Another year, another breakthrough in Chipotle’s blinding burrito-making speed.
Over the first three months of 2014, the US Mexican-food chain saw an average increase of seven transactions per hour at both peak lunch and dinner hours—12 to 1pm and 6 to 7pm, respectively. On Fridays, one of its busiest days of the week, Chipotle fielded 11 more customers per hour at lunchtime on average across its stores, a roughly 10% increase.
“One important element of delivering great customer service is you’ve heard us say over and over is faster throughput,” co-CEO Monty Moran said in the company’s earnings call last week. “We’re excited that our teams are ready to break new throughput records.”
Another way to think about throughput is to think about it as burrito-velocity—that is, the speed it can funnel a customer and the burrito being made for them from the beginning of its line to its end. (Alongside burritos, the restaurants does also sell items like salads using mainly the same ingredients.)
Chipotle takes burrito-velocity very seriously. The chain puts every part of its assembly line under a microscope to make sure it functions as efficiently as possible. As far as the company is concerned, faster service is the same thing as better service. “I think the notion of fast throughput somewhat degrading the customer experience is wrong,” co-CEO Steve Ells told investors last week. “If you were to go survey everyone in our lines, they would all want faster throughput.”
For that reason, the chain is finicky about things Chipotle-lovers likely hardly even notice. Credit cards, for instance, are better than cash, because they’re faster. And that person who wanders around cleaning off counters and re-filling empty meat, vegetable, rice, and bean containers is crucial. In fact, she even has a title: linebacker.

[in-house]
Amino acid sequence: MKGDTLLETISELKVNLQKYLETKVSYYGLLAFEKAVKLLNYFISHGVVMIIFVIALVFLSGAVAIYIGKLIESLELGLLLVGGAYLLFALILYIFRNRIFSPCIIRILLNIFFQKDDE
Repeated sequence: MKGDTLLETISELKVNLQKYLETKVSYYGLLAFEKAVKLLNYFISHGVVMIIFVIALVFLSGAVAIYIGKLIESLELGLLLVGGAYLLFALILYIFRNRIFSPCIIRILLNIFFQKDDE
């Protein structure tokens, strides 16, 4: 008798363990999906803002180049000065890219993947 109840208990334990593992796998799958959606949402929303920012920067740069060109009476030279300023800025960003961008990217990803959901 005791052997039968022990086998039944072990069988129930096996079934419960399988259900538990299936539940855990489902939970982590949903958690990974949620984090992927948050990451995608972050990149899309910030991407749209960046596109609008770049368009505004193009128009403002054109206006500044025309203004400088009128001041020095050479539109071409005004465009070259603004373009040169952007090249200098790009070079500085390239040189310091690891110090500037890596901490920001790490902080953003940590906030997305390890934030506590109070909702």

Linebackers, who patrol countertops, replace serving-ware, and refill bins of food, are one of Chipotle’s four, Maoist-sounding pillars of effective lightning-speed service. The others, which together make up what the chain refers to as its “four pillars of great throughput,” include the extra person between the one who rolls your burrito and the one who rings up your order, a commitment to having every ingredient and utensil in its place, and finally, making sure its best servers are always working at peak hours.
Chipotle says those pillars are what’s helping increase the number of transactions it can handle. “Our restaurant teams have focused on great execution of what we call the four pillars of throughput which has once again led to record throughput during the season” Moran said last week. He added that Chipotle’s execution on those pillars has “improved from an average score of around 65% to 70% during the first review to over 90% during the most recent review.”
Some of Chipotle’s fastest restaurants currently run more than 350 transactions per hour at lunchtime, which equates to a ludicrous near-six transactions per minute. The nationwide average is currently somewhere between 110 and 120, according to Moran. But they’re getting faster, and faster, and faster. With summer approaching, the company will really get to put its latest burrito-velocity innovations to the test. “Now is when our peak season is descending upon, when we’ll be busier and we’ll have an opportunity to really, really hit the ball out of the park on these throughput numbers,” Moran told investors.
This article is from the archive of our partner The Wire.
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